Courtroom Nine

"Round the Clock"


"It sure looks like and smells like the same Darren Smith (a chronic alcoholic that had been in and out of detox in between a rash of car burglaries) that I granted bail to last week" smirked Judge Murphy as he ordered Mr. Smith committed without bail, shunning off the protests of his lawyer Edwin Myer. Mr. Edwin Myer, despite his two year experience in the litigation section of the City's largest law firm, had been a public defender for only 3 weeks, 2 and 1/2 days. He had spent the last 20 minutes pleading to the judge that the Darren Smith before him had never been in the state prior to last Saturday, never mind the person to have committed the rash of car thefts that the Darren Murphy charged was alleged to have committed. With some luck, a bail appeal in 3 or 4 days will find a judge who understands that a "mistake" in the 'system is possible.

This Darren Smith was arrested less than 48 hours after he ventured into the City to visit the girl of his dreams, a coed at Westford State he had met on the Internet. Yet, he was before Judge Murphy who had less care of who this Darren Smith really was then what his wife had asked him to bring home for dinner. He was caught in the web, caught in the clock of justice that ticks every day in the Old Criminal Courts Building.

"Carlos Santana," "Carlos Santana would you please step to the podium ... and leave your guitar behind." Judge Murphy was trying to be cute but the only person who knew what he was talking about giggled at his remark. She was an overworked, overweight, probation officer who also had a friend that went to the original Woodstook.

Carlos, who luckily had made bail, stood at the podium with a blank look on his face. The Spanish interpreter stood near him but knew nothing of his case. Edwin Myer knew even less. "Trial date.. Mr. Myer," barked Judge Murphy. "I'm available next week" replied Meyer, hoping to get his feet wet trying cases in the grand Old Criminal Courts Building. He'd be ready..."put them in the box" he thought to himself.. .The clock of justice keeps ticking...

"Ready for sentencing?" Judge Murphy asked the elderly man with a worn out suit and holding a brief case who was trembling before him..."Any legal cause why sentence should not now be pronounced....?" Thomas Pomar, 68, had been a bookkeeper for thirty years at a large chemical company, a cherished employee until an audit discovered that he had been skimming the books to the tune of about $300,000 over the past 3 years. The skimming began soon after his son died from inhaling freon at a frat party in an attempt to make his voice lower. The skimming financed a three year drinking and gambling binge. Despite the malfeasance a probationary sentence was expected.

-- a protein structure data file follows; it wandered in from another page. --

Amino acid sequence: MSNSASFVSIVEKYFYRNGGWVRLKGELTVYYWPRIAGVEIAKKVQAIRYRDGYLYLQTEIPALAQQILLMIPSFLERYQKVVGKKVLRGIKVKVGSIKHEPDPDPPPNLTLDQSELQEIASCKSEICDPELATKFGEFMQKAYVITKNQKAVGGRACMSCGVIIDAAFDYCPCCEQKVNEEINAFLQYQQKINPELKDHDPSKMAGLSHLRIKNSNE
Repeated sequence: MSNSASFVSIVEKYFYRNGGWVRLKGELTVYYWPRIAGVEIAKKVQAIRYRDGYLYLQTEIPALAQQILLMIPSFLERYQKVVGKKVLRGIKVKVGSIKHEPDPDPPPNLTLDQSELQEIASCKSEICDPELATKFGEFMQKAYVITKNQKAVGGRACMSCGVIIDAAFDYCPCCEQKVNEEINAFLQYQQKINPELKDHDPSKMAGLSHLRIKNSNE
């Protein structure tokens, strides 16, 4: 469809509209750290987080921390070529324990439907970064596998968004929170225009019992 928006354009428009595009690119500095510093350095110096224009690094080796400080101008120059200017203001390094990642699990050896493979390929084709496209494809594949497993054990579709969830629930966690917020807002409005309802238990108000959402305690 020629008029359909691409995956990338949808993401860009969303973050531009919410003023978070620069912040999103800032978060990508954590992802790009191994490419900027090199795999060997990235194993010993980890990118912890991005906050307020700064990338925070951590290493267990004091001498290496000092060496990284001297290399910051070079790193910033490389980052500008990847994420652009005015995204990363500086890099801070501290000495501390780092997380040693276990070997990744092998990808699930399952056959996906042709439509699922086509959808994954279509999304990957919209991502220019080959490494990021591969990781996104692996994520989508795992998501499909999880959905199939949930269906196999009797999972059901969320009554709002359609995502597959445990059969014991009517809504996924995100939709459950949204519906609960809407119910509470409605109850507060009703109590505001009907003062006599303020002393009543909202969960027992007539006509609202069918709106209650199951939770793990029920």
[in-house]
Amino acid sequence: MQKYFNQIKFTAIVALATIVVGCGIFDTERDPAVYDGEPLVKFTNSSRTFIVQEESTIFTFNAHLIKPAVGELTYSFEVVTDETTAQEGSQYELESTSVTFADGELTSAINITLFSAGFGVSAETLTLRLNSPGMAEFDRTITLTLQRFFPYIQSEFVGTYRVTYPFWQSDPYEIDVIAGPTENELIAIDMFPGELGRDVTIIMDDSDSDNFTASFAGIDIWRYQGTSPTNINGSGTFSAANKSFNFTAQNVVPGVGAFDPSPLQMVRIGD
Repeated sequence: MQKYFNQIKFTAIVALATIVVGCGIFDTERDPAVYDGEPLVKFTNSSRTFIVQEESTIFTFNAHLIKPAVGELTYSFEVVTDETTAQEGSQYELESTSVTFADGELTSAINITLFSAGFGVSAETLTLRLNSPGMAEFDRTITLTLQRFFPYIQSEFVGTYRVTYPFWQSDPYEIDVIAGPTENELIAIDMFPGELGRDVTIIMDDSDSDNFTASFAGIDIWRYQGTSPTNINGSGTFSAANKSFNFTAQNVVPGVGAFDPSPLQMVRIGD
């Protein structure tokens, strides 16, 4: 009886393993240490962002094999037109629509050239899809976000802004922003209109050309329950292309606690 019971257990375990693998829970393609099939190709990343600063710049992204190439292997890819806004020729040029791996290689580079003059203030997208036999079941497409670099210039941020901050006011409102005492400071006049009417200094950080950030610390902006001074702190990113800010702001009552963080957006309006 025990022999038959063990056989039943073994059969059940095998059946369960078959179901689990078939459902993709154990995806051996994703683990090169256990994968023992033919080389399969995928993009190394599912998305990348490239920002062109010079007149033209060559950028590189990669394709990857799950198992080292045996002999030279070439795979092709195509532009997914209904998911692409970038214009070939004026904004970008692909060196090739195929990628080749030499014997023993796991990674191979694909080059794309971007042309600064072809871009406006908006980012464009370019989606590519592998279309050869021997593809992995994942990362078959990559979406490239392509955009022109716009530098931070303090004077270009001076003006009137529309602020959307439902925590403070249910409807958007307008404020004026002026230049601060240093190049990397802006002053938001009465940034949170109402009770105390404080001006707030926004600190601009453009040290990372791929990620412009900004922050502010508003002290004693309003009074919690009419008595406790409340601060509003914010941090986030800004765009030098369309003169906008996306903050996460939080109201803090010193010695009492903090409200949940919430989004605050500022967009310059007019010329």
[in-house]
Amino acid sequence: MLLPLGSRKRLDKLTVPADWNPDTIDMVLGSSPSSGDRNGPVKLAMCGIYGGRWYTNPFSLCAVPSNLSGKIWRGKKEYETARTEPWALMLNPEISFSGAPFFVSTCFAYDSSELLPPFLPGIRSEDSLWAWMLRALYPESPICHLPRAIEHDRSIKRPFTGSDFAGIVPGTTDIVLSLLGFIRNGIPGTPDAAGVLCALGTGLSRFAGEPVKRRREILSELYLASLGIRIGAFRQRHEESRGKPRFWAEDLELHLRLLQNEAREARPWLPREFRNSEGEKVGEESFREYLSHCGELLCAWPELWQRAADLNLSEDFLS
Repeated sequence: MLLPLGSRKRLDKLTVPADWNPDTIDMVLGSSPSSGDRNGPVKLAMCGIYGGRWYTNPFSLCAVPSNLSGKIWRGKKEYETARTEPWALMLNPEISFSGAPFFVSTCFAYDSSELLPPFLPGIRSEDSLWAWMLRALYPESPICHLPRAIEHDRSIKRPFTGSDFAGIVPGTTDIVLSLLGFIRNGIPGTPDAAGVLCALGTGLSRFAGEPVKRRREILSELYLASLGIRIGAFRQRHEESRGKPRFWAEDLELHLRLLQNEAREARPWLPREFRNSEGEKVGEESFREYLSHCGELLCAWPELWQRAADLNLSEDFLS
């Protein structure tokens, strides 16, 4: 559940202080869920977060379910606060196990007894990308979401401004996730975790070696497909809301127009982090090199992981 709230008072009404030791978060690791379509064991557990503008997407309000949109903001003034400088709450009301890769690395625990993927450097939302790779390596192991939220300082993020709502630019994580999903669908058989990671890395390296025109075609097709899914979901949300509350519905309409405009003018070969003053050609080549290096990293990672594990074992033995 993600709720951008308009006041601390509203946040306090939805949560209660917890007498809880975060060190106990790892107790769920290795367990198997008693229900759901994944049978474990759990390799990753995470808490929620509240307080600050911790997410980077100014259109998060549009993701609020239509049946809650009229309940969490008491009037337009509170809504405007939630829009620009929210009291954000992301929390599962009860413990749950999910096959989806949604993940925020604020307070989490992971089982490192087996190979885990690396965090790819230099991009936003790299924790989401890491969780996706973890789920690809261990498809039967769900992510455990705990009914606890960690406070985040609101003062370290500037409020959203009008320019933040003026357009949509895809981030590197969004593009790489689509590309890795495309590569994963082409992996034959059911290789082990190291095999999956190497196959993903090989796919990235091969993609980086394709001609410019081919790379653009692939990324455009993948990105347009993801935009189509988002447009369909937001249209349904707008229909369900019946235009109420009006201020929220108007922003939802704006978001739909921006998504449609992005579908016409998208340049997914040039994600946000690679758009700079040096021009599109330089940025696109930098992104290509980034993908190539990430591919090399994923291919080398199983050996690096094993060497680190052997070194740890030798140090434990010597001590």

Pomar had hired Ken Lang, a prominent and expensive lawyer who had Pomar sell his house and move into a condominium in order to make some restitution. Even though only about one fifth of the money was paid back the victim's errors and omissions carrier (insurance had fully covered the loss) was so happy with the gesture, and the hope of further payment, that they endorsed the probationary sentence that the prosecution was going to recommend.

After Judge Murphy had heard the arguments of counsel and just as he was about to impose the sentence the phone next to him rang...which he immediately answered.. "Yes, Grace .. you have to come," Murphy's load and boisterous voice could be heard from the bench, despite the switch on the microphone being shut off ..... In less than two minutes Murphy was again yelling from the bench...

"Mr. Pomar your steps at restitution are certainly commendable. I am also mindful of your personal loss. I too have lost a loved one and I know what turmoil it can cause in one's life." A sigh of relief overcame Pomar. The perfuse sweating started to recede. "On the other hand, I feel that you are an educated man who was motivated by nothing less than greed. I therefore reject the recommendations of counsel and sentence you to a term of six years in the State Prison. Bailiffs please take him away.." ...The shocked cries of family members seemed to harmonize with Lane's objections to the judge as he fled the bench... The clock kept ticking as Courtroom Nine closed for the day...

Before most had completed their commute home, Judge Murphy had picked up his wife and was on his way to the evening fund raiser. His election was only four months away and tonight he would meet at one of the City's best restaurants with numerous corporate leaders who would hopefully contribute about $50,000 to his campaign (three people were running against him including one highly successful district attorney).

As he entered the restaurant he was met by Fred Wilson, the CEO of Best Technologies, the company that formerly employed Thomas Pomar. "Good luck Judge.. Keep up that excellent tough on crime stance," Wilson exclaimed as he shook Murphy's hand, sliding him his $1,000 contribution to his campaign. Murphy kept working the crowd...round the clock...

Day 5

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